INTERVIEWS, REVIEWS & RELATED ARTICLES
All About Jazz NOVEMBER 30, 2010 - by Nick DeRiso
BRIAN ENO: SMALL CRAFT ON A MILK SEA
He's got a name that sounds like the future. So, naturally, you expect Brian Eno to be ever changing, on the move, eyes continually fixed on the horizon.
That's why I was starting to hate Small Craft On A Milk Sea.
Eno's new album opens with a crystalline piano line, echoing across a frozen ocean of cloud on Emerald And Lime, before this smeared keyboard ushers in a wandering guitar in Complex Heaven. For fans of Eno's seminal snooze-rock triumph Ambient 1: Music For Airports, this is familiar ground.
Maybe, too familiar.
Some might celebrate the idea that Eno, after a brief, uncomfortable foray into standard musical structures (lyrics?!) on 2005's Another Day On Earth, has returned to textured, atmospheric wierdness.
But, me? Well, I was ready to decry the sad regression of a once-perpetually hip - and, when you think about it, appropriately vampiric - egghead/electro-whiz. Sure, he used to be in Roxy Music, and screws around with big-time mainstreamers like U2. But he's still Brian Eno, right?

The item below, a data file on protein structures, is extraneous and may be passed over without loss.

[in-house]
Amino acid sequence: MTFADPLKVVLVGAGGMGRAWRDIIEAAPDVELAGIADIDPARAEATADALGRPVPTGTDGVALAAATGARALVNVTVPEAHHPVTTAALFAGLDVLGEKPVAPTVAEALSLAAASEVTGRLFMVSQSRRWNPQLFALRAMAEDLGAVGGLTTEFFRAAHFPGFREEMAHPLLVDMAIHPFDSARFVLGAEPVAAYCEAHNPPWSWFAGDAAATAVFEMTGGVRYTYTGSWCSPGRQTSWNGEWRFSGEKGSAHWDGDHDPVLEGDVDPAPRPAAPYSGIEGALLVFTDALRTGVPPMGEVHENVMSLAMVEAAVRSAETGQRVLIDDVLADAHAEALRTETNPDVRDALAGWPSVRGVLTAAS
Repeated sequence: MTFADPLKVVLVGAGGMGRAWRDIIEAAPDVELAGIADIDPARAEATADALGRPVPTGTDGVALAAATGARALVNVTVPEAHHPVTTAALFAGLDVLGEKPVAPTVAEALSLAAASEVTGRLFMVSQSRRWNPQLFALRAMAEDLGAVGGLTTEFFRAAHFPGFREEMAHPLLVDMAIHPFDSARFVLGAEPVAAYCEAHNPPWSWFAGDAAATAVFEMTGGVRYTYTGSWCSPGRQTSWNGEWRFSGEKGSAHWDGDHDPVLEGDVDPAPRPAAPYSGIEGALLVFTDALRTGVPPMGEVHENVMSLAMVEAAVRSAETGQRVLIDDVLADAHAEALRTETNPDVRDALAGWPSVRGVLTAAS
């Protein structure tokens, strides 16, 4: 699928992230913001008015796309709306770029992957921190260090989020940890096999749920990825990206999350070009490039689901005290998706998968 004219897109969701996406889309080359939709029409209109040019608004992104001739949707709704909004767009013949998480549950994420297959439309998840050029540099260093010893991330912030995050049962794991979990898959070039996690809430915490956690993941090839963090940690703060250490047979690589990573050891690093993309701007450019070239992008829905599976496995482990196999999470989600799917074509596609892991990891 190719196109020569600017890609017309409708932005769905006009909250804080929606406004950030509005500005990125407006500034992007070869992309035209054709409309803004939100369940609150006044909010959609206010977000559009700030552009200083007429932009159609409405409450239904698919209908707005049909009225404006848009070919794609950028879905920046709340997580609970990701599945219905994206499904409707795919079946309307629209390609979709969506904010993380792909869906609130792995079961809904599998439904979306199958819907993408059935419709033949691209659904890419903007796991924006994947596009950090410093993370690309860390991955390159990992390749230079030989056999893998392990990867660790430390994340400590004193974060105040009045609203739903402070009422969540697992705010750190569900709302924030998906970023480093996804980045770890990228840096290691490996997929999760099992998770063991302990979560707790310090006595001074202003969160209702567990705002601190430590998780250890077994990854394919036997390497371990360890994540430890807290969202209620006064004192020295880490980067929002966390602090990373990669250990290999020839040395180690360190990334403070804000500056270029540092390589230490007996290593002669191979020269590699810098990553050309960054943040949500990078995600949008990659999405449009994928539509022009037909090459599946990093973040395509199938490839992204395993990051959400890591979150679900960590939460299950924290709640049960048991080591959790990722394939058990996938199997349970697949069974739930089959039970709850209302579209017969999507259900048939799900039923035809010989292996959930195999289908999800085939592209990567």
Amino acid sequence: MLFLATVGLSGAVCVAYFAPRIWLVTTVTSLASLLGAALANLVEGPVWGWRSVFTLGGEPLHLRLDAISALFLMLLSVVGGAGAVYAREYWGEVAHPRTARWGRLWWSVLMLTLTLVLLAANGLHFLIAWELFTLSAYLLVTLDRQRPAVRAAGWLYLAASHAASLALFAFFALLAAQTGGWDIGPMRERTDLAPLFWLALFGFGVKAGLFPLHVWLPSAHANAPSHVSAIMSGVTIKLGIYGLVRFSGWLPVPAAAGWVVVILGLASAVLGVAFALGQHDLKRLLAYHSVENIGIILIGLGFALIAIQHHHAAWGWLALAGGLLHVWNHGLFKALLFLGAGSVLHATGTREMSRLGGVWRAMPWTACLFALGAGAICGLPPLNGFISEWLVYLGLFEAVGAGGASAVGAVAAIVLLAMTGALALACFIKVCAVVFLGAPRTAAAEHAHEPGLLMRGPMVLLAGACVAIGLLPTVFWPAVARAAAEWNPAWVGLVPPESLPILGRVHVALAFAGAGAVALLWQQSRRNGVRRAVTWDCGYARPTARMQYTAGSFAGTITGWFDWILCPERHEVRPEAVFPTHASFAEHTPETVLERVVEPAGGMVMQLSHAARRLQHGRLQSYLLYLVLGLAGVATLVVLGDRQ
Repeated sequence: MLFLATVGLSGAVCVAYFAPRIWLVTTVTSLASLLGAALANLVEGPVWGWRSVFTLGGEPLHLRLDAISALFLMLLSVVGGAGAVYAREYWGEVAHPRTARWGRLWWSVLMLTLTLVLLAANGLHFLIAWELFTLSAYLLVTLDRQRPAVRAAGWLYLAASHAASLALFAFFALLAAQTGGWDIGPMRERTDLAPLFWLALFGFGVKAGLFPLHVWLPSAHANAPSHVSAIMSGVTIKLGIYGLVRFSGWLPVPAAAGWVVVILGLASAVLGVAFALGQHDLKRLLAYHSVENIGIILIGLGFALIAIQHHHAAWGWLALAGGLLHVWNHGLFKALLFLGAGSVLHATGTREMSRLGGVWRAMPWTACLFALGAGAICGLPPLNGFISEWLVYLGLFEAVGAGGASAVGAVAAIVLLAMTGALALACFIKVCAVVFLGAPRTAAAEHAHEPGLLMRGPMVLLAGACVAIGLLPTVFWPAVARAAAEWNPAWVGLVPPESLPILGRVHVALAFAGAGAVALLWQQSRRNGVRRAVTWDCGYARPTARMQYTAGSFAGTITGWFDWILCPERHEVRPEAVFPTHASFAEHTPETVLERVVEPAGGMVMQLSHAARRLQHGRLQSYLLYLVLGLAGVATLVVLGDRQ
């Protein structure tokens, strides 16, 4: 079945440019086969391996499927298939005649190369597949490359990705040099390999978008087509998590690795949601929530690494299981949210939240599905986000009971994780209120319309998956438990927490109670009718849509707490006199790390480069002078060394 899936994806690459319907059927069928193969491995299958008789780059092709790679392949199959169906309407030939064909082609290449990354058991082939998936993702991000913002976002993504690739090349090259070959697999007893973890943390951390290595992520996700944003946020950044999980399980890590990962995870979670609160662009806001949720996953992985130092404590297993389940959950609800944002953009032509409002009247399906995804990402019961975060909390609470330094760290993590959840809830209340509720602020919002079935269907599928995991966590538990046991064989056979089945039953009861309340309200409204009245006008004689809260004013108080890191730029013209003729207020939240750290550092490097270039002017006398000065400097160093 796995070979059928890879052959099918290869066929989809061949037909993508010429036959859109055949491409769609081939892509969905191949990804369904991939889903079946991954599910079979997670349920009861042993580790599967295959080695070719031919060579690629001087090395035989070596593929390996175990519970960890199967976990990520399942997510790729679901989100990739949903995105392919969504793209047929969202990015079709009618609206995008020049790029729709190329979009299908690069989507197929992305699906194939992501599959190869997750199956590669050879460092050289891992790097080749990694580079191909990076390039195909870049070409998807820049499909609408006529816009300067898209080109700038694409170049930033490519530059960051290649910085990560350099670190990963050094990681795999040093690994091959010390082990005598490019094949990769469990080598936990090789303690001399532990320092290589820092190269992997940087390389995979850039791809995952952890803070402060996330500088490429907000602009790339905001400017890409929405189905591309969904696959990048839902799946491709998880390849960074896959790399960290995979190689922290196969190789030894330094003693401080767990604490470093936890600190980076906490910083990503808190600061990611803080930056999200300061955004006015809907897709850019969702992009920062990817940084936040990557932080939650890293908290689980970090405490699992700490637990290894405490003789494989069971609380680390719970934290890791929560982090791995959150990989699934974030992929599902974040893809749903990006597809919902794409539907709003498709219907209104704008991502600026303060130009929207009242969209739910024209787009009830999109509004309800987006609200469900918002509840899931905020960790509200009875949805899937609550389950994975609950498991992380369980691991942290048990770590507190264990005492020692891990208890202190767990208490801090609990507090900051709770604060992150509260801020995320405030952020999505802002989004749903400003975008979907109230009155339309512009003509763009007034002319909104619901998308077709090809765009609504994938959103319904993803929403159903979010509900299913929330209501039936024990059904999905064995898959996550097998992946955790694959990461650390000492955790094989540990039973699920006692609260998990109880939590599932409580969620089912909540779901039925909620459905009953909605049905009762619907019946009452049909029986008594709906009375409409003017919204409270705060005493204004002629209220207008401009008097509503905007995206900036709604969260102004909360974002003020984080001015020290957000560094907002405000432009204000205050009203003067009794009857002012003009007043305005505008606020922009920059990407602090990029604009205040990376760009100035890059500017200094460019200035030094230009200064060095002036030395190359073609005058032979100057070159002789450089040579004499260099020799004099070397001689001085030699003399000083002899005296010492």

So, yeah, the title track, with its soft red wail, was welcome, indeed: The first indication that broader, bolder brush strokes are ahead. Flint March hurtles in next, boasting a polyrhythmic intensity that sounds like the first moments of a night-time air raid. Horse is all angles, with a sizzling electrical vibration at its center.
An album that seemed caught in a nostalgic dreamscape had come fully awake.
2 Forms Of Anger and then Bone Jump fuse both of Eno's principal impulses together - the quiet and the decidedly loud: On the first, there's an open-ended time signature and a eerie, aerodynamic wash of keyboards; on the second, a tippy-toe private-eye theme that runs right up to its shockingly quiet end.
Dust Shuffle and Palesonic are these shiny pieces of dance-track debris, coupled with some deliciously crunchy effects - dirty, reverb-soaked guitar riffs, and skidding keyboard drones.
Eno then descends back into the metallic contemplation of Slow Ice, Old Moon, and his warm jets create a radiating glow once more. Lesser Heaven, continues what becomes a seven-song ambient finale of echoing vistas - these familiar sounds heard anew in the aftermath of a flurry of activity.
The album's closer, Invisible, begins with a rising rollercoaster's excited squeal, before becoming surrounded by scratchy uncertainty, and then dissolving into something that sounds like a new morning. It's a rebirth narrative that's echoed across Small Craft On A Milk Sea.
Brian Eno has come home again. But, thankfully, he's not staying for long.
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